Paper of the Week: The Power of Interoperability: Why Objects Are Inevitable

David albert circle David Albert

This is part of our “Paper of the Week” series. For more info, check out our introductory blog post.

This week’s paper is The Power of Interoperability: Why Objects Are Inevitable by Jonathan Aldrich an Associate Professor at Carnegie Mellon University. It was published in Onward! Essays, 2013

I submitted this paper because it’s a good companion to last week’s. Aldrich argues that the essential thing about objects is that they can provide services that operate at a higher level than just data abstraction. I don’t think this paper invalidates last week’s. It’s perspective is different and complimentary.

This paper also draws on The Early History Of Smalltalk by Alan Kay, which could easily be called The Early History of Object-Oriented Programming. Aldrich’s perspective on objects seems much closer to Kay’s original ideas than Cook’s does.

When I found Aldrich’s paper on the front page of Hacker News last week, I had just finished reading Kay’s. If you have time, Kay’s paper is a nice companion to this one.

At the suggestion of Hacker Schooler Leah Hanson, we’re going to be posting the abstract from each paper to whet your appetite. Here’s this week’s:

Three years ago in this venue, Cook argued that in their essence, objects are what Reynolds called procedural data structures. His observation raises a natural question: if procedural data structures are the essence of objects, has this contributed to the empirical success of objects, and if so, how?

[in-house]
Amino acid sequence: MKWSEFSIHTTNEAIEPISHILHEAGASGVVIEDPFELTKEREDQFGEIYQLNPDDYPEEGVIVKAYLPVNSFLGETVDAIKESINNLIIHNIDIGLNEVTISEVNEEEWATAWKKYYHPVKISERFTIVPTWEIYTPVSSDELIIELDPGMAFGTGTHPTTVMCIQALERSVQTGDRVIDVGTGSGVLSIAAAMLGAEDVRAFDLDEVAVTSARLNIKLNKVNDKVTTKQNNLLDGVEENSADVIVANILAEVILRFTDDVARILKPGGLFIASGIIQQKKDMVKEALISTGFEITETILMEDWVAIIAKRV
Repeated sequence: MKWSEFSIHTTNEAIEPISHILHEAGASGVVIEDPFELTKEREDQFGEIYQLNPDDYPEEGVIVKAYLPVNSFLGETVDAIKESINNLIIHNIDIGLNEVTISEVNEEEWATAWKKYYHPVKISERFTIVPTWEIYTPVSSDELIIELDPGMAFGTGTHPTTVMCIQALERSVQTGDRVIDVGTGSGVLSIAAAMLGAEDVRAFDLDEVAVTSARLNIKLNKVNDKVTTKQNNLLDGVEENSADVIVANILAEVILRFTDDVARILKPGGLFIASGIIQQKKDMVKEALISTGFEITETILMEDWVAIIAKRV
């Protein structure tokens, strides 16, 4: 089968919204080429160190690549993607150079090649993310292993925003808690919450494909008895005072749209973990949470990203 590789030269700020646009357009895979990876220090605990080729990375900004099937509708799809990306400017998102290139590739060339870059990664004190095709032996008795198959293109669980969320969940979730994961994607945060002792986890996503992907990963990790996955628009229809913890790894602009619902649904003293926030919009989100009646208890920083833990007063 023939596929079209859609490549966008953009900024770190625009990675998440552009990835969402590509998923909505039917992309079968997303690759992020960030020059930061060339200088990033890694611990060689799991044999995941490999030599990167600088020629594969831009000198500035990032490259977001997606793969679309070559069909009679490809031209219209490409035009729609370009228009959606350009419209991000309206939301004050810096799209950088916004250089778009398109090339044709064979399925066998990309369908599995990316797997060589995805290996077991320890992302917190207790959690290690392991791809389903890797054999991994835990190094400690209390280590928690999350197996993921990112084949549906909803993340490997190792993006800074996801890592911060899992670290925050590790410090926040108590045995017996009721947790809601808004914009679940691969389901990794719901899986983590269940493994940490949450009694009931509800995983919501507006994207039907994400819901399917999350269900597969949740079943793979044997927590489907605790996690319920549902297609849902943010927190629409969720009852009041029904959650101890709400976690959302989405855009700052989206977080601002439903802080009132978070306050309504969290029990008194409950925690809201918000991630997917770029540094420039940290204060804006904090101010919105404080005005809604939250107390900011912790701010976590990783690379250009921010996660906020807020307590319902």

This essay attempts to answer that question. After reviewing Cook’s definition, I propose the term service abstractions to capture the essential nature of objects. This terminology emphasizes, following Kay, that objects are not primarily about representing and manipulating data, but are more about providing services in support of higher-level goals. Using examples taken from object-oriented frameworks, I illustrate the unique design leverage that service abstractions provide: the ability to define abstractions that can be extended, and whose extensions are interoperable in a first-class way. The essay argues that the form of interoperable extension supported by service abstractions is essential to modern software: many modern frameworks and ecosystems could not have been built without service abstractions. In this sense, the success of objects was not a coincidence: it was an inevitable consequence of their service abstraction nature.

Read Along

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Happy reading!